For police, the 130th, 131st and 132d slayings in Philadelphia stand out from the pattern that has defined homicide in the city in recent years.

The victims were female and they were killed indoors, two of them with a knife, at a time when most of those slain are males, shot on the street. And police identified suspects quickly in the cases.

In the 130th homicide, a 16-year-old mother of a 10-month-old girl was shot in the head late Wednesday night over what one top police official called "even less than an argument" in a house full of people in the Mill Creek neighborhood of West Philadelphia.

And at 6 a.m. today, a neighbor found two women stabbed to death in their second-floor apartment in an increasingly Asian section of South Philadelphia.

Chief Inspector Joseph Fox described the crime scene on the 2100 block of South Seventh Street as "very, very gruesome" and said the women had been stabbed multiple times.

Investigators this evening arrested a 21-year-old man from the neighborhood in the killings. Sambo Nou, of the 4000 block of Jackson Street, was charged with two counts of murder, robbery, and possession of an instrument of crime. He was awaiting arraignment this evening.

Police said Nou, whom they described as being the son of a friend of one of the victims, killed the women in an argument over money.

In the West Philadelphia killing, Appolonia Tucker was shot about 11:40 p.m. in a house on the 4900 block of Hoopes Street.

Fox, who called the teen's slaying "senseless," said investigators were interviewing witnesses. Police later issued an arrest warrant but declined to identify the suspect.

Fox said the fact that the killing grew out of something seemingly insignificant, however, did not set it apart from other homicides and was a "sign of the times."

Friends said Tucker made the trip to West Philadelphia from her home on the 1500 block of South 24th Street in Point Breeze to take the baby to visit the infant's father.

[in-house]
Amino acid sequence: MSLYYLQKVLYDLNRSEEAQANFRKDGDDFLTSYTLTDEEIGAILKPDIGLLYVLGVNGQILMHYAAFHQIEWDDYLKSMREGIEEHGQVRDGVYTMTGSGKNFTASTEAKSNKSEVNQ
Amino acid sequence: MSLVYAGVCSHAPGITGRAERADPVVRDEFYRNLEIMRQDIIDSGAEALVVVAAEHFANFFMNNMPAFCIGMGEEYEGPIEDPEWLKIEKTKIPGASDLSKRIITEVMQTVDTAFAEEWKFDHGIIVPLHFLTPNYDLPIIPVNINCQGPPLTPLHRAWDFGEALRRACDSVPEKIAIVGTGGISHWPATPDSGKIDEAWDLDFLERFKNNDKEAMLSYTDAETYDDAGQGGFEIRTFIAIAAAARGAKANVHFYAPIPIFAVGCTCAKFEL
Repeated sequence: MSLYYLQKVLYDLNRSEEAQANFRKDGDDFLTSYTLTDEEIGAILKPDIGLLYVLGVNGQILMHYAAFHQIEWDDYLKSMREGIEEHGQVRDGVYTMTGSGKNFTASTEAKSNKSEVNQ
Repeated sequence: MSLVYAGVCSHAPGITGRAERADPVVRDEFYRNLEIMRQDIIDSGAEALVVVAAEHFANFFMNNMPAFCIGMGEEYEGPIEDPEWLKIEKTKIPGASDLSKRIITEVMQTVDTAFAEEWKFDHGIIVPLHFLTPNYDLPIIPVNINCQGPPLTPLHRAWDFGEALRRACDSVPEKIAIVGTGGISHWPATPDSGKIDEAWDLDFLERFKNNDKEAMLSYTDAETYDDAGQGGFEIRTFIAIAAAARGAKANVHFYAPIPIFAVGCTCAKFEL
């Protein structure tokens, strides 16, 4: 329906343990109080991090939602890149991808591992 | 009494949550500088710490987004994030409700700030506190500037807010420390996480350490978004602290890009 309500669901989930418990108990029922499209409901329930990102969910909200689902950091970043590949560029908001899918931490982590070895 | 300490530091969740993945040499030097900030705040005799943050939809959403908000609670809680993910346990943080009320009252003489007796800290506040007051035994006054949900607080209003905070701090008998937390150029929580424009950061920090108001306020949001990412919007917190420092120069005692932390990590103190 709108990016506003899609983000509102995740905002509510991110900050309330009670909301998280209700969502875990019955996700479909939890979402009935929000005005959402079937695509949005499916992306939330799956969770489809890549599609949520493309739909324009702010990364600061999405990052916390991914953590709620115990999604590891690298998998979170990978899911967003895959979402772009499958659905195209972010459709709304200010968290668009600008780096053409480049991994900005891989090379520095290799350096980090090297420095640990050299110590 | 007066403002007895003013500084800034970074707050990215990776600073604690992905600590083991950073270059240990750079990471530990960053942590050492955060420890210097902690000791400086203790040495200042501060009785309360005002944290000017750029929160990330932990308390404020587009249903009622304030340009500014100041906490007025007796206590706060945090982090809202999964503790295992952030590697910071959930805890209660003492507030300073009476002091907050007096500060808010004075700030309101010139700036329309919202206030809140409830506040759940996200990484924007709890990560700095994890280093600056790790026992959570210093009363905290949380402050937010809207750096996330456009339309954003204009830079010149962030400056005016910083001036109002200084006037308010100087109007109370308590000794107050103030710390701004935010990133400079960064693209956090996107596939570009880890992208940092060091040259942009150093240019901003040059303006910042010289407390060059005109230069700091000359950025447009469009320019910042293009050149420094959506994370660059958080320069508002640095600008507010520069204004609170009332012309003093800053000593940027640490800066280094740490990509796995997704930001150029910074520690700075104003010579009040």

The investigation into the double slaying on South Seventh Street was complicated somewhat by a language barrier. The victims and the elderly woman who found them were Cambodian, police said.

The neighbor, who lives on the top floor of the three-story building, discovered the bodies when the women - one in her 40s, the other in her 50s - did not answer the bell when a van driver arrived to pick them up for work, officials said.

The woman found the door ajar and a bloody scene inside.

Outside today, residents watched from behind crime-scene tape as investigators went in and out of the building. The windows of the second-floor apartment had been opened and the curtains ruffled in a light breeze.

None on the street who were asked said they knew the women.

Lou Cinelli, who lives around the corner, said the neighborhood, where signs are in English and Cambodian, is troubled by drugs, prostitution and robberies, and he wondered what city officials were doing to stem the tide of crime.

"What's the plan?" he asked. "Are they going to make this area a red zone and be out here in force? They run wild around here."

On the Point Breeze street where Tucker lived, girls and young women erected a memorial of stuffed animals in front of her home.

"She was a sweet person and we all loved her," Markia Jones said.

Tucker was a 10th grader at Gratz High School. Her best friend, Ashia Hamilton, 14, said, "She was the light of the block, like the block fire."

Her godmother, Regina Thornton, lamented giving Tucker the SEPTA token for the trip to West Philadelphia.

The homicides occurred at a time when detectives are finding it harder to make arrests because of a reluctance of witnesses to come forward out of fear and a "no-snitch" culture.

Fox said one sign that things might be turning around is that police are getting more and more anonymous tips that sometimes lead to arrests.

Still, he said, when it comes to putting killers behind bars, "we need people to testify."

Contact staff writer Joseph Gambardello at 215-854-2153 or jgambardello@phillynews.com.